This paper discusses a project bringing together design research methods, craft practice, computer tagging and knitting to create “propositional” objects that connect people across distance, generations and paradigms. A propositional object, as defined by Walker (2003) describes an object which suggests new values, rather than new functions.
Exhibition and continued dissemination of the project described in this paper has led to conversations and collaborations with healthcare professionals in telecare in Shetland and cancer care in Dundee to explore how healthcare devices can be designed to fit more closely with people’s lives.
The paper centres around the development of the Hamefarers Kist, developed in Shetland, for island inhabitants to connect to their families who are dispersed across the globe. The Kist allows someone with no knowledge of computing or the internet to share online digital content in real-time through interaction with crafted objects. The paper will discuss the development of the Kist as a means of discussing how technology might be usefully embedded into people’s homes and lives. It will demonstrate how a combination of ethnographic methods and craft making can produce tangible artefacts around which people can begin conversations and develop a shared understanding of people’s needs and desires and the possibilities of technology in everyday life.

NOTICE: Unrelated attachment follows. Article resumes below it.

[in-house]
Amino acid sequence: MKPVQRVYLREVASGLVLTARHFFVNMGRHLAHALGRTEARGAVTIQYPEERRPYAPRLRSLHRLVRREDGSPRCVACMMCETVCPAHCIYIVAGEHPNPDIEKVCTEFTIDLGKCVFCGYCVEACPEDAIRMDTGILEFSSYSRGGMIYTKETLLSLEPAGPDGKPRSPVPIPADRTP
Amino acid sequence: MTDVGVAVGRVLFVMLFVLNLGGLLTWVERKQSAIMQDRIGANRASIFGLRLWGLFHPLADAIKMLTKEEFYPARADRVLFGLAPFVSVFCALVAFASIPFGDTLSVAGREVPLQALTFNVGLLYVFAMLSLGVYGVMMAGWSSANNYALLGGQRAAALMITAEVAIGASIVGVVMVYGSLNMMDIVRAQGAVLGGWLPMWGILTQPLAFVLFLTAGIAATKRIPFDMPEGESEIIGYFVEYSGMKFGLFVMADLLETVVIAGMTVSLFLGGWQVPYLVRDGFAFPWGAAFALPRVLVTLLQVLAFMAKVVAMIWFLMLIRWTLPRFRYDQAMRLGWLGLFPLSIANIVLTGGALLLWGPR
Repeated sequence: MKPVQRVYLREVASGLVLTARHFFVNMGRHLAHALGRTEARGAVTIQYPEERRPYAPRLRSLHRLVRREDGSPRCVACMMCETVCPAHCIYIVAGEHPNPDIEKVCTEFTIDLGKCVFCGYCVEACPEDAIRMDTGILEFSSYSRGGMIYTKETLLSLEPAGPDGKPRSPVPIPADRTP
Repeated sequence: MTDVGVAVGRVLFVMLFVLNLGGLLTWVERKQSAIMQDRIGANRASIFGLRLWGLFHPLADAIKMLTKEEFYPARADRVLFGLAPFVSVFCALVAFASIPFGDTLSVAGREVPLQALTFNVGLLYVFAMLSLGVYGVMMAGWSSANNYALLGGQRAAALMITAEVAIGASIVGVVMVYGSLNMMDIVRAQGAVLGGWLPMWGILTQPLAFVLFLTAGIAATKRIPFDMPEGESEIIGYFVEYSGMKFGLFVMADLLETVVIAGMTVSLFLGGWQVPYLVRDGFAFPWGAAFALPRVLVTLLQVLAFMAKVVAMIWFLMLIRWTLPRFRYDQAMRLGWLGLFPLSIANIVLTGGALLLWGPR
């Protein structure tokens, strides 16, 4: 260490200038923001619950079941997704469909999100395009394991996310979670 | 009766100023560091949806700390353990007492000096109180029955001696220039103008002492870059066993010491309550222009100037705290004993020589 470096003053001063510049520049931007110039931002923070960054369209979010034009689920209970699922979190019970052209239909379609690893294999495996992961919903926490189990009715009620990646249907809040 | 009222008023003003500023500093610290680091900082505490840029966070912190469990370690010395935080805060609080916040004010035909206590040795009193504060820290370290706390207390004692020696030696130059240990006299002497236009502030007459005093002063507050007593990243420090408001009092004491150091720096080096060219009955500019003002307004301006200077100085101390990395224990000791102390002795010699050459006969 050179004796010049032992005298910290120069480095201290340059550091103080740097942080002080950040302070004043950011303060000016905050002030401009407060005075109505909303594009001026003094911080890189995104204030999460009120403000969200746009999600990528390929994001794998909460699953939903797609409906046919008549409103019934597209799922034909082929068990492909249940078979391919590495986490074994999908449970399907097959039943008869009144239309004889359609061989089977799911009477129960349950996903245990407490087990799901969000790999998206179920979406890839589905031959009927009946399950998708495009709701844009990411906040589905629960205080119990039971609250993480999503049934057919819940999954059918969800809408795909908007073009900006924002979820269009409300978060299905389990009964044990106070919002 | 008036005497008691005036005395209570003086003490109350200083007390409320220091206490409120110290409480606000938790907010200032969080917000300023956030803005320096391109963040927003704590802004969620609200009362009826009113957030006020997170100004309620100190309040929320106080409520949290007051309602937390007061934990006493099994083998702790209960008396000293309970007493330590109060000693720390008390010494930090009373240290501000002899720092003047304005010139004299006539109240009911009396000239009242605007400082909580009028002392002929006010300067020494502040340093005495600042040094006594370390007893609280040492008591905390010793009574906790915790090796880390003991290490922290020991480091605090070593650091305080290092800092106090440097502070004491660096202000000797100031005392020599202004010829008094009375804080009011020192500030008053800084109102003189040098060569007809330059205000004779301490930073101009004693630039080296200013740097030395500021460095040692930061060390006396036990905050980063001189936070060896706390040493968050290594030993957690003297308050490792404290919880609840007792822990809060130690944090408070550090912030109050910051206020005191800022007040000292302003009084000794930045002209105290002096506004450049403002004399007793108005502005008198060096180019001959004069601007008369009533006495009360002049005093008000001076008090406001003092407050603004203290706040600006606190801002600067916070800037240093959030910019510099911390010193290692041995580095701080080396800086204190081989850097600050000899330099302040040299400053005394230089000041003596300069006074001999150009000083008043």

The paper describes the research methods used, the insights gained and how these were synthesised into a tangible object.
Keywords: craft, propositional objects, Shetland, healthcare, digital craft